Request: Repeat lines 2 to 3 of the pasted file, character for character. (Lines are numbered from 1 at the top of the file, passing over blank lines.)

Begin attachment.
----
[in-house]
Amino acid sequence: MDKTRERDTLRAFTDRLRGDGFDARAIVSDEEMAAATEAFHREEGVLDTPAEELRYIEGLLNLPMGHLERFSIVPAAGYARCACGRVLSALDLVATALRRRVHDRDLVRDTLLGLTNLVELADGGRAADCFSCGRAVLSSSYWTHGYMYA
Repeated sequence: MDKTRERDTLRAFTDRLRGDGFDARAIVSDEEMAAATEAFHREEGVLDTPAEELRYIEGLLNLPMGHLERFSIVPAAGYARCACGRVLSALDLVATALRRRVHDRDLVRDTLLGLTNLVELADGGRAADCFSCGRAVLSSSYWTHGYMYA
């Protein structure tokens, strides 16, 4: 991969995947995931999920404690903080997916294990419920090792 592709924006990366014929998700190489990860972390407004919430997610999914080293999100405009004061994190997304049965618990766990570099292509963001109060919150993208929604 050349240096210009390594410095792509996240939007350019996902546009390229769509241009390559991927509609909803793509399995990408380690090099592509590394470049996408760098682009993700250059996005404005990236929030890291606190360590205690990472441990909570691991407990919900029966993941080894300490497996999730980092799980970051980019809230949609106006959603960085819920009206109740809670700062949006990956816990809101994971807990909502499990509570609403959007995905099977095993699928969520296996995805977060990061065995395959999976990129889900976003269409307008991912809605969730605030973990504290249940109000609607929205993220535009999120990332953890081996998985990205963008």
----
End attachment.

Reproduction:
Amino acid sequence: MDKTRERDTLRAFTDRLRGDGFDARAIVSDEEMAAATEAFHREEGVLDTPAEELRYIEGLLNLPMGHLERFSIVPAAGYARCACGRVLSALDLVATALRRRVHDRDLVRDTLLGLTNLVELADGGRAADCFSCGRAVLSSSYWTHGYMYA
Repeated sequence: MDKTRERDTLRAFTDRLRGDGFDARAIVSDEEMAAATEAFHREEGVLDTPAEELRYIEGLLNLPMGHLERFSIVPAAGYARCACGRVLSALDLVATALRRRVHDRDLVRDTLLGLTNLVELADGGRAADCFSCGRAVLSSSYWTHGYMYA